Flat tappet break in lube?

68 HEMI GTS

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Nooooooooooooo, the Comp red stuff does not drip off. Read post #16. I was waiting for parts for a HFT engine I had built. Cam installed with lifters, left for weeks while waiting on other stuff. Upon removing a couple of lifters, the red lube was still in place. And that is exactly where you want it when the engine is fired up.

And now for 2nd time, would Comp Cams switch to a product that is inferior & going to cause failure & warranty returns????????????????????????????????????????????

Out of all the cam companies comp has about the worst reputation with their flat tappets.
 

Ranger16

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For what it's worth, I installed my Comp cam several years ago. I slathered the cam with the lube they provided. Changed the oil (Rotella & a bottle of ZDDP Plus). Didn't change the oil till the next year. No problems.
 

451Mopar

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I'm Installing a Comp Cams flat tappet cam in my (Not a Mopar) Gen V 454 marine motor, nothing super fancy about 450Hp. I've rebuilt and assembled the short block using Redline assembly lube and have an entire bottle left. In the past I've only used moly lube to break in a flat tappet cam, but I don't have any! Can I use the Redline assembly lube on the cam? Seems kinda thin but the stuff Comp supplies is in a bottle also. Not sure if Comp even uses Moly anymore. What you guys think?

From Redlines description:
  • Provides 3x greater film strength than conventional black Molybdenum Disulfide greases
Liquid Assembly Lube
 

Geoff 2

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Post #21. That is because they sell more than anybody else........

Depending on where you read it, there are one or two FT companies left making FTs. I hear the name Johnson & Hylift Johnson.
The cam companies do not make their own FT lifters, nor springs, nor p'rods.
 

Wietse

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Cam or lifters, it's a bit like the chicken or the egg...who came first?
IF there is a mechanical failure it could be the lifters are at fault due to incorrect machining tolerances or surface finish.
But it could be the cam at fault as well if it is not in specification.
If you find lifters which are stuck and cannot rotate it is easy, then again.... they could have spun freely in the bore but due to poor machining the force provided to rotate was not sufficient while running.
Many options of failure, but only for those that fail due to a mechanical issue.

Back in the days, people bought new cams and lifter and installed them, break-in, and run them with barely any failures.
Nowdays there are soo many failed cams/lifters being reported, and at this time machining tolerances being better/precise and metal qualities being better you would expect the opposite.
The thing we fiddle too much is the oils and additives, specially synthetic oils who are not up to the job due to viscosity and/or film strength, adding magic bottles which supposed to improve protection.
Bear in mind, adding a Zinc additive does not mean it provides protection instantly, it will adhere to the metal surfaces over time and only then will provide protection when metal to metal contact occurs. This is not happening in those first 20 minutes of break in. (it is there to prolong the oil life, as oil is used the viscosity degrades and looses film strength)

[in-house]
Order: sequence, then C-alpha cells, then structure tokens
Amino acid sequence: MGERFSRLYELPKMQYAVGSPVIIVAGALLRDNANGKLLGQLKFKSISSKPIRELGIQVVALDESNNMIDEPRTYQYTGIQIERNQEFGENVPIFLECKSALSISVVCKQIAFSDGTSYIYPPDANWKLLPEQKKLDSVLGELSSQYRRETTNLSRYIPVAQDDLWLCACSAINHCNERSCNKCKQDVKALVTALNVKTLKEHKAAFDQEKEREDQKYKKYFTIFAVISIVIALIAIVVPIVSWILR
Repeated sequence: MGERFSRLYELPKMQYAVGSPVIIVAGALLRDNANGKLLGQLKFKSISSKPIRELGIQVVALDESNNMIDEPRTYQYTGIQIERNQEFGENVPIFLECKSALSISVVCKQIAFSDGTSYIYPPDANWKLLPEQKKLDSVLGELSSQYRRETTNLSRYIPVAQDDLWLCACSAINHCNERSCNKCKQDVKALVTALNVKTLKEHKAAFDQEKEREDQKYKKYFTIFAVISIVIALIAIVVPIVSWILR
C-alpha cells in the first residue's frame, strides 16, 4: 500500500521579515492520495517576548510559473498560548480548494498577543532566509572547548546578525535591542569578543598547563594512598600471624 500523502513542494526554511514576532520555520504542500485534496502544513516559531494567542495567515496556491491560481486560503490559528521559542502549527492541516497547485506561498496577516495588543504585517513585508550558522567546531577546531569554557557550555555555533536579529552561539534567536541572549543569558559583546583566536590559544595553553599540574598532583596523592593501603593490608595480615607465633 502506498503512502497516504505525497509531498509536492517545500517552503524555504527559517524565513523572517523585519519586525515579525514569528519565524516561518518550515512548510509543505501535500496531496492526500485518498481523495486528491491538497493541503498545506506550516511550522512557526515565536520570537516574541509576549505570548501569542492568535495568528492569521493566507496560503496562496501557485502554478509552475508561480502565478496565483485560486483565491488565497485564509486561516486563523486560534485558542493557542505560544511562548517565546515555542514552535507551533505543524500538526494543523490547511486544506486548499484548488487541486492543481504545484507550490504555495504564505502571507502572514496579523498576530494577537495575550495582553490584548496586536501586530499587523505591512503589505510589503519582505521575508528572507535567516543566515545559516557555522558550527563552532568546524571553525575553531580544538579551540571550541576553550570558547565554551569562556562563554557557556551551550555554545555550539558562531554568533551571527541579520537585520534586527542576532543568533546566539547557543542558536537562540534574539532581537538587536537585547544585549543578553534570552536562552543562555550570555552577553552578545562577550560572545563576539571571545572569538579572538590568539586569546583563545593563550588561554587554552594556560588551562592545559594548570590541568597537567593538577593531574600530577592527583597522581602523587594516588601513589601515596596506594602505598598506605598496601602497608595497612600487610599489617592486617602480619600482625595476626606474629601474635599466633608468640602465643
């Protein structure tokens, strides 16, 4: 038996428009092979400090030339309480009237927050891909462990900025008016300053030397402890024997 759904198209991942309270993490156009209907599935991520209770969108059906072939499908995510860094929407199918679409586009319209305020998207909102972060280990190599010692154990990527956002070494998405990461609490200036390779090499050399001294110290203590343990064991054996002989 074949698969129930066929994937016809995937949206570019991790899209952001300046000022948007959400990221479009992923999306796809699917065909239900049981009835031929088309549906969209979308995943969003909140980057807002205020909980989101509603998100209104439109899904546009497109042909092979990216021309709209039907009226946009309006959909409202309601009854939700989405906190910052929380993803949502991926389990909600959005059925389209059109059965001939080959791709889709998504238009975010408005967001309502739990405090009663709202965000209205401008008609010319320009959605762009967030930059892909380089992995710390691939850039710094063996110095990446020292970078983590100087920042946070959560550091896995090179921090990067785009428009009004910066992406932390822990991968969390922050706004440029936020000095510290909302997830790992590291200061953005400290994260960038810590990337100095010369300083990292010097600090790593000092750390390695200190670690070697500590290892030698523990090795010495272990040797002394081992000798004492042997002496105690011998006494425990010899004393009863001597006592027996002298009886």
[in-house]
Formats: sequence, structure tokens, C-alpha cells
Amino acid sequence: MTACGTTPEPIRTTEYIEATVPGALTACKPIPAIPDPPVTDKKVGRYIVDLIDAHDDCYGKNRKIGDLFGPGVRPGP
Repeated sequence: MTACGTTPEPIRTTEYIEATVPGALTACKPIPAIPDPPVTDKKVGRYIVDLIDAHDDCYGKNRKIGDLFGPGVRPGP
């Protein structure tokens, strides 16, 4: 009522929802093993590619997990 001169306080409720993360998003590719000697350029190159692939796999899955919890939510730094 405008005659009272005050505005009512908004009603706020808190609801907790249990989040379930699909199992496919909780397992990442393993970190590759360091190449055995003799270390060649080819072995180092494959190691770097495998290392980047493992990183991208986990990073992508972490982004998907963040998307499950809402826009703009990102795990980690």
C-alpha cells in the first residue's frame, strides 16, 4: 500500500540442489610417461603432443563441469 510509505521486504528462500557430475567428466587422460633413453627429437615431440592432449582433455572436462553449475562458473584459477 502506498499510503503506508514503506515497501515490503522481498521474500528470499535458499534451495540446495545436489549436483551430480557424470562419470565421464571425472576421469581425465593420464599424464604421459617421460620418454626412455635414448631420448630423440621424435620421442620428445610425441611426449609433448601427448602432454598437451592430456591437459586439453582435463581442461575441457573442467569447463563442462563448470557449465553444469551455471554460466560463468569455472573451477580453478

The right oil that provides good film strength will protect better as its ability to maintain an oil film between these parts that are pressed together is good and therefore avoid contact at all times.
(Running stronger valve springs with big cams increases the force applied and require a higher film strength)
That's where the moly paste comes into play, this is there only for the time the engine cranks and fires up and no oil flow is present yet but will follow soon after (therefore priming is a must to shorten this time)
There are many reputable engine builders who use Comp cams as well and have no issues with them.
They use old fashioned dino oils, remove the inner springs (if applicable) and run it for 20 minutes and never worry about it.
I think those guys are the best source for asking what to use, here are many guys who had success with certain mixtures of oils and additives, but it comes down the line that just a simple oil selection that provides the film strength needed to avoid excessive wear during this critical break in period is all it needs.
Which is the same thought as they did in the 60's and 70's with these engines.
 

68 HEMI GTS

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Post #21. That is because they sell more than anybody else........

Depending on where you read it, there are one or two FT companies left making FTs. I hear the name Johnson & Hylift Johnson.
The cam companies do not make their own FT lifters, nor springs, nor p'rods.

Hence why they don’t give a ****. They don’t need too.
 

mopar jack

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I had a 440 built 2 1/2 years ago to go in my 71 road runner restoration project. after six months waiting for the car stuck in body shop hell I called my engine builder for suggestions on long term storage and we agreed to loosen the valve gear pull spark plugs shoot WD-40 in cylinders and reinstall plugs. Every six months I would shoot WD-40 in the cylinders and wait on my car to be completed. So 2 plus years pass and car is in the finale paint stage and I decided to inspect the 440 internals. I pulled the intake and one cylinder head and found the cylinders looked good no surface rust and a lot of waxy residue from the WD spray and the cam had no lube left on the lobes. I could wipe my finger on a lobe and it was dry. I installed and lubed this cam and used plenty of the comp cam lube. At this point I decided to prime the oiling system and recoat the cam. I'm sure the cam lube being a light viscosity oil just flowed away so I found some grease based lubes pulled the lifters and slathered it on the cam lobes and lifters. I used Isky rev-lube and am confident it will work on break in.